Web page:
When is the Best Time for Shoveling Snow?
You don’t have to live in Syracuse, one of the snowiest cities in the country, to have ended up shoveling at least once per season. Many people may think it’s just an unpleasant—but necessary—chore. However, it’s hard work! A 150-pound man will burn 400 calories an hour doing it. By comparison, cross-country skiing racks up 500 calories.
It’s also no secret that shoveling snow proves fatal for some individuals. There is an average of 11,550 injuries and 100 deaths each year from this activity. Heart attacks were the most frequent cause of mortality. That may make you wonder if there’s a better time or way to do it that is less risky.
Things beyond your control, such as getting the kids to school or you to work, may dictate when you start shoveling. The other thing to remember is that some municipalities require you to remove snow for public right-of-way or deliveries. It’s also a matter of safety for others that may use the sidewalks in your neighborhood and your risk of liability if someone falls.
The Weight of the Snow
We recommend keeping the weight of the snow on the front burner when deciding when to shovel snow. Many people put off this task until after it stops snowing. There are several problems with this plan. First, you may have a hard time finding the right path for your walkway when it’s covered completely. Second, wet snow is heavy. Waiting will make the job harder and riskier. It will also take longer.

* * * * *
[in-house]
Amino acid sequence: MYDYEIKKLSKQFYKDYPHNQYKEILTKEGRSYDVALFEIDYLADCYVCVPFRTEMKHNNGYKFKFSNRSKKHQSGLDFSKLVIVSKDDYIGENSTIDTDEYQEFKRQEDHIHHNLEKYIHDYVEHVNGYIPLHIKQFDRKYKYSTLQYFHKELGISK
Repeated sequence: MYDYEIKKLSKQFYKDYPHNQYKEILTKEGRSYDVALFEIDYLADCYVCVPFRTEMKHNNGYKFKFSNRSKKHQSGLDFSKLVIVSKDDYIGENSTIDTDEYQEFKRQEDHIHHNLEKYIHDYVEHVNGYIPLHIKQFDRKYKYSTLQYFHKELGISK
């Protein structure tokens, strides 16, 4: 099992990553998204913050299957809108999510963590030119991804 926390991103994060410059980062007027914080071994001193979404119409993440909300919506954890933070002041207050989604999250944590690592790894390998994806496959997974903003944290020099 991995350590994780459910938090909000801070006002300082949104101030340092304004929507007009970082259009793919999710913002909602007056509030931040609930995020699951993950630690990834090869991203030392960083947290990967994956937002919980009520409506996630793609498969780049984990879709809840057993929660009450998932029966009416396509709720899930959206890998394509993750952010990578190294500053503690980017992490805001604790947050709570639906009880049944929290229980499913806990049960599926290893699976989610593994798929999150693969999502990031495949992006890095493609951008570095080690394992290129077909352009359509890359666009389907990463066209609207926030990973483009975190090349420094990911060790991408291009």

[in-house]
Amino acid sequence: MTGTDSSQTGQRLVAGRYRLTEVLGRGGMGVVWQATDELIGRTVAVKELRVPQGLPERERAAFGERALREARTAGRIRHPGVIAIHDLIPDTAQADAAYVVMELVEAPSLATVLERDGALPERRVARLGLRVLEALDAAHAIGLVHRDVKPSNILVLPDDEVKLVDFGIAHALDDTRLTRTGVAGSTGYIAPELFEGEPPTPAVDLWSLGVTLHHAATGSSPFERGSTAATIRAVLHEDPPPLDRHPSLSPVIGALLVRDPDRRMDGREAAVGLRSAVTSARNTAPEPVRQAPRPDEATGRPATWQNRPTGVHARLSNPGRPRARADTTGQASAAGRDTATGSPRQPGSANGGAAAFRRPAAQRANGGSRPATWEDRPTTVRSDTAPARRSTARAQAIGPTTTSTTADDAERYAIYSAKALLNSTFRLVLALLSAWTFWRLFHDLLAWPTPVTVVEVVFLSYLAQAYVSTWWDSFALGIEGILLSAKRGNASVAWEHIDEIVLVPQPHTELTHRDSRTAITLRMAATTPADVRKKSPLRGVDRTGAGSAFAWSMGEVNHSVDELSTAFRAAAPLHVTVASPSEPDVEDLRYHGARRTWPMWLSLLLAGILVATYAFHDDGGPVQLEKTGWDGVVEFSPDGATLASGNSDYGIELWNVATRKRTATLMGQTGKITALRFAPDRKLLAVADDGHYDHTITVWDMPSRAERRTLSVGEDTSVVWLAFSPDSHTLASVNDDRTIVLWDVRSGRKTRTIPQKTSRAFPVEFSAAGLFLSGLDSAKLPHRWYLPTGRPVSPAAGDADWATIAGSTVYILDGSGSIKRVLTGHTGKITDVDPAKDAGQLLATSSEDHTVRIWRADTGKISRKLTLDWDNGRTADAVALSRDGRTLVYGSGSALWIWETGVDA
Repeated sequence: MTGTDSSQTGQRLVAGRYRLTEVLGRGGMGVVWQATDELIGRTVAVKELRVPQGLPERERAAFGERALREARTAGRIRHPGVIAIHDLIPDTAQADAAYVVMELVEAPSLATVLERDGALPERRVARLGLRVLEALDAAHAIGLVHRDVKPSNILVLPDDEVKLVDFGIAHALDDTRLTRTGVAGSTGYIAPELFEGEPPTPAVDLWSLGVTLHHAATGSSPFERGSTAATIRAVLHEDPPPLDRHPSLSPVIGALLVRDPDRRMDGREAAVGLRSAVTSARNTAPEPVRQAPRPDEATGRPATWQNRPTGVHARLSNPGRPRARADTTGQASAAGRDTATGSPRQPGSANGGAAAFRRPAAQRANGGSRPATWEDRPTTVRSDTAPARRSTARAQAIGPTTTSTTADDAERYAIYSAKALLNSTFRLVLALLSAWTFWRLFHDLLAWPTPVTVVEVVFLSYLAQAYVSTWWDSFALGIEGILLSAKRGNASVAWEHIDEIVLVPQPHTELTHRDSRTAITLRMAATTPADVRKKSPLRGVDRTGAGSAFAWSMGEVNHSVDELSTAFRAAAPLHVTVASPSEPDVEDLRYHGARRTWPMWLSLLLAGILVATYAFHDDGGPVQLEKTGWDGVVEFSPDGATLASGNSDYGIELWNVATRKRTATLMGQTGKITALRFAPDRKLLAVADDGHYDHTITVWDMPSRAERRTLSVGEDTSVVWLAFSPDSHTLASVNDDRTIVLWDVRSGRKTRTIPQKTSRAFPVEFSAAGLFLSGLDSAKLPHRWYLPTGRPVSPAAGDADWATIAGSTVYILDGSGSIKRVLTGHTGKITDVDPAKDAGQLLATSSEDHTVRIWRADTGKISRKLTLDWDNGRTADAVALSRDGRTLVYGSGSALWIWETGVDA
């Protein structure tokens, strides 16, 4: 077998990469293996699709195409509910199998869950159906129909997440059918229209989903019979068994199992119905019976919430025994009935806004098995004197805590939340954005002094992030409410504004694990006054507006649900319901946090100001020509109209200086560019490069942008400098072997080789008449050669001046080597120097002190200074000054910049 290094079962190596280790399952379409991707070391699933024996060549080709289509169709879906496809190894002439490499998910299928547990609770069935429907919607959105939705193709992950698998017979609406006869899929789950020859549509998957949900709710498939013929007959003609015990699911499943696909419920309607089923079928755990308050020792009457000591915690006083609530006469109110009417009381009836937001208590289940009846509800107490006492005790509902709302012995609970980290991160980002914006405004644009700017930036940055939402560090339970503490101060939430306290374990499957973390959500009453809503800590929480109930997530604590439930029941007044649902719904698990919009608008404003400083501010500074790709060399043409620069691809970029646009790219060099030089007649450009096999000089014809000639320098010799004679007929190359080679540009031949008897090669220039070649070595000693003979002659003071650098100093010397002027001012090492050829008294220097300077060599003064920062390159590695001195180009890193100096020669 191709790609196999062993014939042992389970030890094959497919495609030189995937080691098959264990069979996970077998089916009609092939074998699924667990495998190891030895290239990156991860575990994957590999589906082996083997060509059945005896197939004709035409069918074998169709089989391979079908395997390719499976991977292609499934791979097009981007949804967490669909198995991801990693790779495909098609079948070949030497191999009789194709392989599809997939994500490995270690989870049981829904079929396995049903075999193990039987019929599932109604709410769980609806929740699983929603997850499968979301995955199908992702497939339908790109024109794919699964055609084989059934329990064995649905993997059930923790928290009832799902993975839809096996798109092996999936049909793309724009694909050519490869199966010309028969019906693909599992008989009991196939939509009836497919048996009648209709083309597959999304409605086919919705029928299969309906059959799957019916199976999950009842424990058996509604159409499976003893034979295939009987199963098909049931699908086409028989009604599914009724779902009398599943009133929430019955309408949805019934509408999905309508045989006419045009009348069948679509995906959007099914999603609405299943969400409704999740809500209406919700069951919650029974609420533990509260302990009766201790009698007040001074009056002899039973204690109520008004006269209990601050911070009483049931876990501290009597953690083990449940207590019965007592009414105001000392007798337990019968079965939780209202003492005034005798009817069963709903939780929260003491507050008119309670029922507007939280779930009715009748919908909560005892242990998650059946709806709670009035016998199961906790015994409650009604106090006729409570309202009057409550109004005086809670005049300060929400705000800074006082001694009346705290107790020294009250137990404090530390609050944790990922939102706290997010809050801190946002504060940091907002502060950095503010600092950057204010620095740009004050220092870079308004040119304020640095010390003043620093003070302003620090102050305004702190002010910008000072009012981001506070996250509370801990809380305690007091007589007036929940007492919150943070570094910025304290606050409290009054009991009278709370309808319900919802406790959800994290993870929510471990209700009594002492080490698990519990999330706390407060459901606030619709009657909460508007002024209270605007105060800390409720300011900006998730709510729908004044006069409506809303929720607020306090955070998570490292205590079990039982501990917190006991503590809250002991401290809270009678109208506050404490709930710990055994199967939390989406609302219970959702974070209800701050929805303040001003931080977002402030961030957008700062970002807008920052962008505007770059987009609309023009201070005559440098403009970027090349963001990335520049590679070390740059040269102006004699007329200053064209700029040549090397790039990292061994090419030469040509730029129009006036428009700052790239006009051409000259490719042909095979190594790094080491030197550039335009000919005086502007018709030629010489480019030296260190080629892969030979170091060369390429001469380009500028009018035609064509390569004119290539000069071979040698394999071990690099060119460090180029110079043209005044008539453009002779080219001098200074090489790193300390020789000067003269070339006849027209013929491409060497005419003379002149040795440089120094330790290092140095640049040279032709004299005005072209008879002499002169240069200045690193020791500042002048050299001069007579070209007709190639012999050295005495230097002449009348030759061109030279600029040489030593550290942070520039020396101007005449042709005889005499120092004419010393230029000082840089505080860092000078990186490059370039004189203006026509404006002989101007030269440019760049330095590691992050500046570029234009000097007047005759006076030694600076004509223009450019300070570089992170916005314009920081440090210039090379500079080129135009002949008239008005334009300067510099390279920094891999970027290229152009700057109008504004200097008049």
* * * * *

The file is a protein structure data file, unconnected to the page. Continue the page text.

A better strategy is to take advantage of any breaks in the action. You can at least clear off the porch so that you can open your door if a major snowstorm is headed your way. Besides, a strong wind combined with light powdery snow may do the job for you!
The weather is another valid concern when it comes to timing. As we mentioned above, a significant storm will mean multiple shoveling sessions unless you have a snowblower. That’s in the interest of safety. Unless you’re pretty fit, it’s not a wise plan to leave it to the end of the storm, especially if you have a large area to cover.
Time of Day
Another effective strategy is to take advantage of the sunlight and let it help with the melting. Waiting until late morning or early afternoon will give you an edge. Also, take into account your home’s position and exposure to pick the best time for this plan.
The Snowman in the Room
We’d be remiss if we didn’t discuss the health issues with shoveling snow. A Canadian study offers some additional insights for answering the timing question. Not surprisingly, the amount of snow plays a significant role in health risks. The researchers found that an 8-inch snowfall increased the chances of a medical emergency by 16%.
Interestingly, the data also showed that the day after the snowfall was the deadliest, with a 34% uptick in heart-related fatalities. These findings confirm our advice to split up the job to reduce the strain. That’s particularly true if you’re not an active person. The sudden foray into strenuous activity can also play a role.